I know kickbacks exist not only because the signs are SO all over the place, when an agent requires that you shoot only with a particular photographer, but because I am friends with a few photographers. And they talk. See, when I was brand new to casting, I got calls from CD workshop facilities inviting me to receive money in exchange for letting them “recycle” my unsolicited headshot submissions (i.e., pick up the bins of mail I was going to toss anyway, so they add to their telemarketing database for contacting potential customers, saying a “friend” referred them) and from out-of-state “acting conventions” offering me thousands of dollars to attend, so long as I “called back” a minimum number of the hundreds of newbies who forked over thousands of dollars for the opportunity to be seen by “real, Hollywood casting directors and talent agents.” Just like that happened to me when I was new, new-to-the-game photographers get calls from “agents” about participating in a kickback scheme, wherein the agents will send a certain number of customers their way, dictate a certain number of outfits be required, and accept a cut of the session fee, in exchange for being the source of this steady flow of photographic subjects. *shudder*

On what planet would you EVER want to shoot with a photographer who has a crappy book? Awful. I hate that your agent is pushing that on you. I am very proud of you for taking a stand and choosing a photographer you click with, instead. Headshots are far too important to treat with such unprofessionalism.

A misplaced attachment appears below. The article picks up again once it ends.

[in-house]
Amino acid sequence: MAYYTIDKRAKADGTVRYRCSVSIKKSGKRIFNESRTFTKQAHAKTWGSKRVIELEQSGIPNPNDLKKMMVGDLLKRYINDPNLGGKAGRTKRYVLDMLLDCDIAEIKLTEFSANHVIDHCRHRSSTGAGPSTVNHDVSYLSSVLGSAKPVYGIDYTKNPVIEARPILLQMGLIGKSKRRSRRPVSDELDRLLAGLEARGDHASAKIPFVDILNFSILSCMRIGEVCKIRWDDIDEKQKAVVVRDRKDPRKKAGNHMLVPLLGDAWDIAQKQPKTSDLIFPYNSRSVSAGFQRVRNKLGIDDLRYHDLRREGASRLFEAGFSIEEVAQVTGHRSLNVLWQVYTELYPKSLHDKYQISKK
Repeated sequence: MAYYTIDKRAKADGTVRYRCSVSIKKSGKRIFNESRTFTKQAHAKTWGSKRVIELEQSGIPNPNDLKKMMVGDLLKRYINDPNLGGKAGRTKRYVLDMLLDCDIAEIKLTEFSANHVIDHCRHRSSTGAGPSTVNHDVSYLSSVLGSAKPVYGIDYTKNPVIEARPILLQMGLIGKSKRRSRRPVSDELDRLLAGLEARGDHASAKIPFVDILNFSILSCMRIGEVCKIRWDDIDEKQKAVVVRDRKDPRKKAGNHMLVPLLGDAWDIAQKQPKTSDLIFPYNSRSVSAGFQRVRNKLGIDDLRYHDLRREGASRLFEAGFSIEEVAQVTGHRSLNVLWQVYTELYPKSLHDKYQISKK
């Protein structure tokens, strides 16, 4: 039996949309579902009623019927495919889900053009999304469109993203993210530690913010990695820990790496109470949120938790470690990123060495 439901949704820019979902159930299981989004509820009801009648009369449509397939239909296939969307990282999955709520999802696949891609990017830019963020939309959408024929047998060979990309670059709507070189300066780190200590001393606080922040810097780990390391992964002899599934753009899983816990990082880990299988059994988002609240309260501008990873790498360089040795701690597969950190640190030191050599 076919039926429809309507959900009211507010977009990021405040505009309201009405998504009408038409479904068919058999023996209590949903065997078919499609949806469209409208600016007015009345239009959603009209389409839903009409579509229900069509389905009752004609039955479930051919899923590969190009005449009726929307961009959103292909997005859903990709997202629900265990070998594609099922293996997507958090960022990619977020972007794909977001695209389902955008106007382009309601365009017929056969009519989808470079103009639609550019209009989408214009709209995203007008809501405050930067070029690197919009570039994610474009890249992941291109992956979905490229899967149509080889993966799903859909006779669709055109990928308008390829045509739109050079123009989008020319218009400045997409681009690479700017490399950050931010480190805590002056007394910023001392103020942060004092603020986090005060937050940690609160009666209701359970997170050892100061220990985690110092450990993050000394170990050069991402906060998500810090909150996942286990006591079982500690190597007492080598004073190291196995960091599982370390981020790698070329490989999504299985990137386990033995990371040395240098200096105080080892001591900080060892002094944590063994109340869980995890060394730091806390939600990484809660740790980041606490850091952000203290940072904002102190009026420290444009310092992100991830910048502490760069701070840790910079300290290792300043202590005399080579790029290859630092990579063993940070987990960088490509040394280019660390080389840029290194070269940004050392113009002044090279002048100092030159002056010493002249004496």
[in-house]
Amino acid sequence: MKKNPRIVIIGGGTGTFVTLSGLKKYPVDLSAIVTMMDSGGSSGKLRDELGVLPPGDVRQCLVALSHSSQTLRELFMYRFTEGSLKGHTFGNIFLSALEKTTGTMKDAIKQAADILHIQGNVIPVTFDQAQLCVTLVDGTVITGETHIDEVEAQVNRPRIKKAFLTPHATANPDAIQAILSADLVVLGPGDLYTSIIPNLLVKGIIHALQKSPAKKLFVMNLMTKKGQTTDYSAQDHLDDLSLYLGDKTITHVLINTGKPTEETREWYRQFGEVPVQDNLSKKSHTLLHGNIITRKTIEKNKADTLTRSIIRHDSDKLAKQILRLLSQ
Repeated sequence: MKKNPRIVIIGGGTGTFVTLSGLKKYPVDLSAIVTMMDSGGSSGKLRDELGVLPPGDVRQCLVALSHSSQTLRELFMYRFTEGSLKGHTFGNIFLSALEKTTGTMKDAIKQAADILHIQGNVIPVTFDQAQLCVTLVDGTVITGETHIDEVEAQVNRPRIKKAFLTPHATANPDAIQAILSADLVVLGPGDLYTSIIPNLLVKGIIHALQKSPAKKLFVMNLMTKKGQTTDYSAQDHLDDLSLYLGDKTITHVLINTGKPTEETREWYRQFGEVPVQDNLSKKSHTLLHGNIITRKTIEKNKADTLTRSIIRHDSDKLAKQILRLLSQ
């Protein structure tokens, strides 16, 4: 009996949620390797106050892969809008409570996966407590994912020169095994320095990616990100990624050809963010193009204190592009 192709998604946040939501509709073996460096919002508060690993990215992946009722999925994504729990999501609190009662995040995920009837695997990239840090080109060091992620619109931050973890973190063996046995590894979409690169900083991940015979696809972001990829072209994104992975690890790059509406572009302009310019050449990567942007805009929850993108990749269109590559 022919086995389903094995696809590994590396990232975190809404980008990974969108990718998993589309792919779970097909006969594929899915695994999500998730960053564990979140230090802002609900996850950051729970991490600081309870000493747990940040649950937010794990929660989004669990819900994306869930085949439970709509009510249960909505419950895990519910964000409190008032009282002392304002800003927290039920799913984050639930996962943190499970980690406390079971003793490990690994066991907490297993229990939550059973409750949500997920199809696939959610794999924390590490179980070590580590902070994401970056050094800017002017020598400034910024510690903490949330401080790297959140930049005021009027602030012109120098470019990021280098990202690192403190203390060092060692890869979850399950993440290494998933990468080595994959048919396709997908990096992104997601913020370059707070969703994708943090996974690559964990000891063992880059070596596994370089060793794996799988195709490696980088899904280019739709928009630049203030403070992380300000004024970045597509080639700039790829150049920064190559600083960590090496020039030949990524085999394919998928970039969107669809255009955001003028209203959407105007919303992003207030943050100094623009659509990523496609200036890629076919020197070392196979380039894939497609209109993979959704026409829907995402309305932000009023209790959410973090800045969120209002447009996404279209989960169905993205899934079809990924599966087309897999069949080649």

“I just CANNOT bring myself to get shots with a stethoscope, or a lab coat on. It’s SO cheesy, and every casting director I’ve ever spoken to has said this is a major no-no.”

Yup. You got it. SO cheese. So unnecessary. So much a sign of “newbie signed with a spaghetti-slinging, kickback-getting agent.” And because you know better, good! You’ll say no to your “agent.” (And I keep putting the word “agent” in quotation marks because I don’t want the GOOD agents out there to be associated with those “agents” who will do this sort of thing. Yes, of course, your agent is your business partner and it is his or her job to help steer you toward headshots that will make you most marketable for the career level you’ve agreed you’ll target. But suggesting “looks” and a list of recommended photographers is a far cry from requiring “costume shots” with ONE photographer whose book sucks. Bleh. It’s just gross!)

“I don’t want to bring my new awesome shots to him and just be told, ‘Where is the stethoscope?'”